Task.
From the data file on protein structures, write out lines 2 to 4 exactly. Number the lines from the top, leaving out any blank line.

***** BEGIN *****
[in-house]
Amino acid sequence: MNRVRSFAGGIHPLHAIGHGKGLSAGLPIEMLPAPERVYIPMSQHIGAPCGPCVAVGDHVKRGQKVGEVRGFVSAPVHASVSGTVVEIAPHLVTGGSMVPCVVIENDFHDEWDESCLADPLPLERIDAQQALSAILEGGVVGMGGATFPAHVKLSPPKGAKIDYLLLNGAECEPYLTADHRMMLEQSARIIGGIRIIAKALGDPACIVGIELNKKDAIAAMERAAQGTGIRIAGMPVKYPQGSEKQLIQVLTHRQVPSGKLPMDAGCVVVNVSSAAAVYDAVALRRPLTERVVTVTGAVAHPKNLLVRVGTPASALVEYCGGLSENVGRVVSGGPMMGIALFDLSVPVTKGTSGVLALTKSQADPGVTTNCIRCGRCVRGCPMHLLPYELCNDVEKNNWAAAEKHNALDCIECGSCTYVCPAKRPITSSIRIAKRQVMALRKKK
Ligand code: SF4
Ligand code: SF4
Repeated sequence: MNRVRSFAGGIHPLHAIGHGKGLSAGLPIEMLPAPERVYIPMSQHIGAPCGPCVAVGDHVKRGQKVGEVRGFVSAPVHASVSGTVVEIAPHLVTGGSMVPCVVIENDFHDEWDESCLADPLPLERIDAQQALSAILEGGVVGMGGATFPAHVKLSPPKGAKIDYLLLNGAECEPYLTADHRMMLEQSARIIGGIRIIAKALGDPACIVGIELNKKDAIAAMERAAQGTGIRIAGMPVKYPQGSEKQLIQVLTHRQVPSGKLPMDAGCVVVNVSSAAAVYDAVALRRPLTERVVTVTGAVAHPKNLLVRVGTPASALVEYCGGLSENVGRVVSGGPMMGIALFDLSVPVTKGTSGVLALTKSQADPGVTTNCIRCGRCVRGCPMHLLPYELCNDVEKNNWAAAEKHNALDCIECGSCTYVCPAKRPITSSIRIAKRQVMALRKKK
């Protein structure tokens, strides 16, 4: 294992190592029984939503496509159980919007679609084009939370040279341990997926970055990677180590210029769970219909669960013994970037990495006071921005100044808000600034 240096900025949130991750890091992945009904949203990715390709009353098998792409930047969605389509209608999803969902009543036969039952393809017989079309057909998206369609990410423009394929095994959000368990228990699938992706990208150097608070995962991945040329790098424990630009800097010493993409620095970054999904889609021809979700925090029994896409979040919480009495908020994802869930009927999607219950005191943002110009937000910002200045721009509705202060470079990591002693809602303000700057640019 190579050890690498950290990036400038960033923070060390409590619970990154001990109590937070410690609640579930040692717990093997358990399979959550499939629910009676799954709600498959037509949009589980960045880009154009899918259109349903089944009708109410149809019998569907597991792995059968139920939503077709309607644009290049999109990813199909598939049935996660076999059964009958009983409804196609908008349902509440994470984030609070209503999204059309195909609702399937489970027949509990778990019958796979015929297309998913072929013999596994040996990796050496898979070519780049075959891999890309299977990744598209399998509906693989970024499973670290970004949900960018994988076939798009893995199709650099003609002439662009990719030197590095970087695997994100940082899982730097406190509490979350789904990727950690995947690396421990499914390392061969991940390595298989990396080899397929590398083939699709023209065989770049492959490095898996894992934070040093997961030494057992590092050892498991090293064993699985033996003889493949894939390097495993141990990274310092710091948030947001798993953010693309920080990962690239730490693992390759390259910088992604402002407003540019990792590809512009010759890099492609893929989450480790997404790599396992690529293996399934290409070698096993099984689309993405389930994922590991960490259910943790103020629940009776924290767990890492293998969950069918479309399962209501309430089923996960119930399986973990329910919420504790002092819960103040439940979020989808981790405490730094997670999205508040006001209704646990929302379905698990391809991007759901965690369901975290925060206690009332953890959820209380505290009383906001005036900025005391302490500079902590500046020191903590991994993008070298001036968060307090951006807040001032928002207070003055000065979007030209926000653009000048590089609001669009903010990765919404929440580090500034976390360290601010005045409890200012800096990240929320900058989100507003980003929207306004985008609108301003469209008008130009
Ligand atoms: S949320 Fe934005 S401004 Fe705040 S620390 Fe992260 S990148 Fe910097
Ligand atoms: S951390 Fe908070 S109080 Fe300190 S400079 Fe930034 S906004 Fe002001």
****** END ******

Amino acid sequence: MNRVRSFAGGIHPLHAIGHGKGLSAGLPIEMLPAPERVYIPMSQHIGAPCGPCVAVGDHVKRGQKVGEVRGFVSAPVHASVSGTVVEIAPHLVTGGSMVPCVVIENDFHDEWDESCLADPLPLERIDAQQALSAILEGGVVGMGGATFPAHVKLSPPKGAKIDYLLLNGAECEPYLTADHRMMLEQSARIIGGIRIIAKALGDPACIVGIELNKKDAIAAMERAAQGTGIRIAGMPVKYPQGSEKQLIQVLTHRQVPSGKLPMDAGCVVVNVSSAAAVYDAVALRRPLTERVVTVTGAVAHPKNLLVRVGTPASALVEYCGGLSENVGRVVSGGPMMGIALFDLSVPVTKGTSGVLALTKSQADPGVTTNCIRCGRCVRGCPMHLLPYELCNDVEKNNWAAAEKHNALDCIECGSCTYVCPAKRPITSSIRIAKRQVMALRKKK
Ligand code: SF4
Ligand code: SF4